Compare any two graphics cards:
Radeon HD 3870 X2 1GB vs Radeon HD 5770
IntroThe Radeon HD 3870 X2 1GB comes with a clock speed of 825 MHz and a GDDR4 memory speed of 1126 MHz. It also uses a 256-bit memory bus, and uses a 55 nm design. It is comprised of 320(64x5) SPUs, 16 TAUs, and 16 Raster Operation Units.
Compare all of that to the Radeon HD 5770, which has core clock speeds of 850 MHz on the GPU, and 1200 MHz on the 1024 MB of GDDR5 RAM. It features 800(160x5) SPUs as well as 40 Texture Address Units and 16 ROPs.
Power Usage and Theoretical Benchmarks
The Radeon HD 3870 X2 1GB should theoretically be a lot faster than the Radeon HD 5770 overall. (explain)
Texel RateThe Radeon HD 5770 should be a lot (about 29%) better at AF than the Radeon HD 3870 X2 1GB. (explain)
Pixel RateIf running with high levels of AA is important to you, then the Radeon HD 3870 X2 1GB is a better choice, and very much so. (explain)
Please note that the above 'benchmarks' are all just theoretical - the results were calculated based on the card's specifications, and real-world performance may (and probably will) vary at least a bit.
One or more cards in this comparison are multi-core. This means that their bandwidth, texel and pixel rates are theoretically doubled - this does not mean the card will actually perform twice as fast, but only that it should in theory be able to. Actual game benchmarks will give a more accurate idea of what it's capable of.
Please note that the price comparisons are based on search keywords - sometimes it might show cards with very similar names that are not exactly the same as the one chosen in the comparison. We do try to filter out the wrong results as best we can, though.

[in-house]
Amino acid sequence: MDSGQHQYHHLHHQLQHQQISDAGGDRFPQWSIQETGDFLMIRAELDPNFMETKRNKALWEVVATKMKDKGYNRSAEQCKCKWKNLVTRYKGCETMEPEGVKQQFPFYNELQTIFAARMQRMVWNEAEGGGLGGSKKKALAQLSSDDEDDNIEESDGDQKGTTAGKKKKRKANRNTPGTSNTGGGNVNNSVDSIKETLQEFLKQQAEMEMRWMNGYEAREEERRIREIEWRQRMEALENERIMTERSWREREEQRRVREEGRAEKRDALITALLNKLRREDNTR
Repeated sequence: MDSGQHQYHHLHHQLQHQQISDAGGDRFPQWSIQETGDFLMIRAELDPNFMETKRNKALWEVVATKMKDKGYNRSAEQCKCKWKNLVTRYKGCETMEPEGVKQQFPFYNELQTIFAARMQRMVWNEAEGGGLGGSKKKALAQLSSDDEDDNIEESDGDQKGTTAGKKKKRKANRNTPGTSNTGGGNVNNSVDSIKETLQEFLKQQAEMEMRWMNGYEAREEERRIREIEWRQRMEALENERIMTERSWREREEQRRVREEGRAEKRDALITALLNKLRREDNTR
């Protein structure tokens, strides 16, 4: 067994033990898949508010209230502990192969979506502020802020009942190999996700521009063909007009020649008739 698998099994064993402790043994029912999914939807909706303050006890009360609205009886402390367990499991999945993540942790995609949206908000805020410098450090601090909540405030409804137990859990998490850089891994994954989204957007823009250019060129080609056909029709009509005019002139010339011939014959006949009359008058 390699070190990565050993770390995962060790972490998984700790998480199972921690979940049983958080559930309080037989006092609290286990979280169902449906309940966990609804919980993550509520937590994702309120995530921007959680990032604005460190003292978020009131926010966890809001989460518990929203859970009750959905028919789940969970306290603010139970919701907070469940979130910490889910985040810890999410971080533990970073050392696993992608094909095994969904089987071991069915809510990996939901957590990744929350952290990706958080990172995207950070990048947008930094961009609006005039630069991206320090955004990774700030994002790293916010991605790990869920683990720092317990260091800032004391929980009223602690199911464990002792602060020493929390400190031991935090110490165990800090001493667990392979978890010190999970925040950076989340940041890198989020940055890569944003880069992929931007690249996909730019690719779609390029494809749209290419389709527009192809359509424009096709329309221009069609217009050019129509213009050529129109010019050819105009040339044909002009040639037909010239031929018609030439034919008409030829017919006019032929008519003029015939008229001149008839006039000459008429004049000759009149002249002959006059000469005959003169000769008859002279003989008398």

Memory Bandwidth: Memory bandwidth is the max amount of data (measured in megabytes per second) that can be moved over the external memory interface within a second. It's worked out by multiplying the bus width by its memory clock speed. If it uses DDR memory, it should be multiplied by 2 once again. If DDR5, multiply by 4 instead. The higher the bandwidth is, the better the card will be in general. It especially helps with anti-aliasing, High Dynamic Range and higher screen resolutions.
Texel Rate: Texel rate is the maximum amount of texture map elements (texels) that are applied per second. This figure is calculated by multiplying the total amount of texture units by the core speed of the chip. The better the texel rate, the better the video card will be at handling texture filtering (anisotropic filtering - AF). It is measured in millions of texels applied in a second.
Pixel Rate: Pixel rate is the maximum amount of pixels the video card can possibly write to its local memory per second - measured in millions of pixels per second. The figure is calculated by multiplying the number of Render Output Units by the the card's clock speed. ROPs (Raster Operations Pipelines - also called Render Output Units) are responsible for filling the screen with pixels (the image). The actual pixel output rate is also dependant on quite a few other factors, especially the memory bandwidth - the lower the memory bandwidth is, the lower the ability to reach the maximum fill rate.